The legacy of political protest in sports

The current NFL kneeling movement started with former 49ers quarterback Colin Kaepernick, but past athletes, from Muhammad Ali to Billie Jean King, have also used their platforms for change.
6:10 | 09/26/17

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Transcript for The legacy of political protest in sports
Reporter: For Colin Kaepernick, it began a year ago, hoping to send a message. There's a lot of things that need to change. One specifically and police brutality. This conversation started around one quarterback in San Francisco who decided to use his platform to try to draw attention to criminal justice reform, police brutality, and innocent people dying at the hands of police officers. Reporter: This weekend, he saw his message and his means of conveying it, command the attention of the nation. Even Stevie wonder, life-long entertainer and activist, during a concert in New York's central park. Tonight I'm taking a knee for America. But not just one knee. I'm taking both knees. Both knees in prayer for our planet, our future, our leaders of the world, and our globe. Reporter: Unsigned by any NFL team for the 2017 season, Kaepernick could not be found on the field where he said he wants to be, where NFL analysts and players have said he deserves to be. Do I think Kaepernick is better than some of these starting quarterbacks in this league? Absolutely. Should he be on a roster, in my opinion? Absolutely. Reporter: Instead, he could be found here, in cyberspace, retweeting images of players and others who support him, including military widows, as if in response to reaction he told the undefeated that he anticipated. You're going to have that backlash for trying to fight for people. And that was something I was fully prepared for. Without question, he's not in the league because of the protest, because of the knee. The fact is, Colin Kaepernick is the face of this protest in the NFL. Reporter: 70 years ago, this was the face of change and of social activism in sports, when Jackie Robinson broke baseball's color line in 1947, with the Brooklyn dodgers. As he told dick Cabot on ABC in 1972. The whole sitpation in breaking the barrier was done simply because we had a purpose in mind to go out and win. Then you move into a town like Brooklyn and it was just fantastic the way the fans responded and reacted. A great bunch of people. Reporter: His heroism made him a revered American. A true lead in the area of race. At the 1968 summer olympics, this would be one of the golfinizing images of its time. Tommy Smith and John Carlos raising gloved fists. Kareem abdul-jabbar, a presidential medal of freedom recipient in 2016, would boycott those games in 1968. As he told NBC sports -- The voting rights act and the civil rights act had really not taken hold. And( life for black Americans was still touch and go. This is a tradition across the country. We've always had athletes to use their platforms to speak out around issues of social justice. Reporter: Also in the '60s, Muhammad Ali, heavyweight champion of the world, a voice for black empowerment and dissent as on WABC's "Like it is is." You won't even stand up for me in America for my religious beliefs. Reporter: Ali life biographer says activism is Ali's greatest legacy. Ali had the power to speak out because he was a superstar. Now we see athletes taking more responsibility, in part because they have more control over their own careers. Reporter: Ali declared himself a conscientious objector in 1966. Here today, his rejected induction into the military service. What happens now to his title? Reporter: Ali would be stripped of his title and prosecuted. In 1971, the supreme court would rule unanimously in Ali's favor. He said he would give up his life. He would sooner die before he was compromise his convictions and I think that's why he matters today. Reporter: Billie Jean king would advocate for equal rights and opportunity at the Miami open in 2016. Everyone thinks women should be thrilled when we get crumbs. Okay? I want women to have the cake, the icing and the cherry on top. Reporter: In summer 2016, the wnba's Minnesota lynx would bear black lives matter shirts. This is a human issue, and we need to speak out for change together. Reporter: Four off-duty police officers providing security at the game in the twin cities would leave their post in protest. Later that year, Megan rapinoe of the U.S. Women's national team would also take a knee. And an unprecedented role for the best player in the N, Lebron James speaking out on such shows as the espys. It's time to look in the mirror and ask ourselves, what are we doing to create change? He has the right to do so. I think the more voices that are heard, the better off we'll be as a country. Because we need to learn how to respect each other's voices and not retort that statement with anger or divisiveness. The question is, whether or not the NFL community has been changed by this. And that is one only the players themselves can answer. What exactly were they protesting on Sunday? Were they protesting trump's criticism of them protesting? Or were they protesting the things that Colin Kaepernick was protesting, racial inequality and social justice? Reporter: A mid the tumult, a E aclu tweeting page from his 1972 memoir in this American pioneer looks back on his life. As he says, a black man in a white world, and declares, I cannot stand and sing the anthem. For "Nightline," I'm Chris Connelly in Los Angeles.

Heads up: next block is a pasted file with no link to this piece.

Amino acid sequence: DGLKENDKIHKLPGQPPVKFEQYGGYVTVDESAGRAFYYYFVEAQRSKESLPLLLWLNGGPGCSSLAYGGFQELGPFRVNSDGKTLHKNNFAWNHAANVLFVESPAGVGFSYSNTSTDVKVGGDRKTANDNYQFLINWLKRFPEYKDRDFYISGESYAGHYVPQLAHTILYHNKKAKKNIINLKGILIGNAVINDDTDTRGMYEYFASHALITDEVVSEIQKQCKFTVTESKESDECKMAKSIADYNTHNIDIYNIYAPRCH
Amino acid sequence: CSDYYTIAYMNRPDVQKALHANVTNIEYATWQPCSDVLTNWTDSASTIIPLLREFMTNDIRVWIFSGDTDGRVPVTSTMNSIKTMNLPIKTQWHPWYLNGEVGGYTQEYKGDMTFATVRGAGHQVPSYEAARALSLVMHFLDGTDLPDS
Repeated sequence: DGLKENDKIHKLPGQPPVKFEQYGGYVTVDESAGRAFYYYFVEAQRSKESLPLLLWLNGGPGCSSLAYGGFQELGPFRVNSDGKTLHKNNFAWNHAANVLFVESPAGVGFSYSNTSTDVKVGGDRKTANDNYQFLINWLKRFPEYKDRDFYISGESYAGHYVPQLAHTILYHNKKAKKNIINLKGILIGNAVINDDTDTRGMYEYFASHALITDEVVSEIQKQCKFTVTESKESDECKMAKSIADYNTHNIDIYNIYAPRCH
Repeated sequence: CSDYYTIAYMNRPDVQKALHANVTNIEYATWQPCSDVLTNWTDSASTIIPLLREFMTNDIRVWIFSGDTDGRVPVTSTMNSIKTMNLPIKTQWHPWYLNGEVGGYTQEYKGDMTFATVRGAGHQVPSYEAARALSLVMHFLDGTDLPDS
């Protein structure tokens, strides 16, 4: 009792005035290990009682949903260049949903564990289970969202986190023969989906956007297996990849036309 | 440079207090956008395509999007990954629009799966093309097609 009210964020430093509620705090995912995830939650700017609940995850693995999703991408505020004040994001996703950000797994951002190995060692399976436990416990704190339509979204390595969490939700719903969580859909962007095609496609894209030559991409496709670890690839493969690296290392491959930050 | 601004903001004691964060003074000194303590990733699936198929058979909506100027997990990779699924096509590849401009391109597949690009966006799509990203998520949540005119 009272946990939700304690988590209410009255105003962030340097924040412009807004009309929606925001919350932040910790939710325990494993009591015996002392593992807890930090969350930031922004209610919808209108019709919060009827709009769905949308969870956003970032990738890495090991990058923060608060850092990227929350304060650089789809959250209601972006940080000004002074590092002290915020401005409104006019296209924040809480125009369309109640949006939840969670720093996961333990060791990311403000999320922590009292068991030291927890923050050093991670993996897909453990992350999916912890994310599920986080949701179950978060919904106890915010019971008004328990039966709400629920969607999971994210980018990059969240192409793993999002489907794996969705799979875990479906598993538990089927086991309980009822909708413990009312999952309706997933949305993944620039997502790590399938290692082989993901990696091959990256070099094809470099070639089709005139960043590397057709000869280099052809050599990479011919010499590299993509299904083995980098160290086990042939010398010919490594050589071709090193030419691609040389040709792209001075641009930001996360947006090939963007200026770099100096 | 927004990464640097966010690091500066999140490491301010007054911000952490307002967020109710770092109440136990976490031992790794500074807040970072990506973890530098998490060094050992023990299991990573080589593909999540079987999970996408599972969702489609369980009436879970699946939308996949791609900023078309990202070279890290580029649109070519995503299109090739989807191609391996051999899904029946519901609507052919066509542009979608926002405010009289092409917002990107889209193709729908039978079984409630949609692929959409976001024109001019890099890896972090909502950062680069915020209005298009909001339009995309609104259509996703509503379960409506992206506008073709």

This transcript has been automatically generated and may not be 100% accurate.

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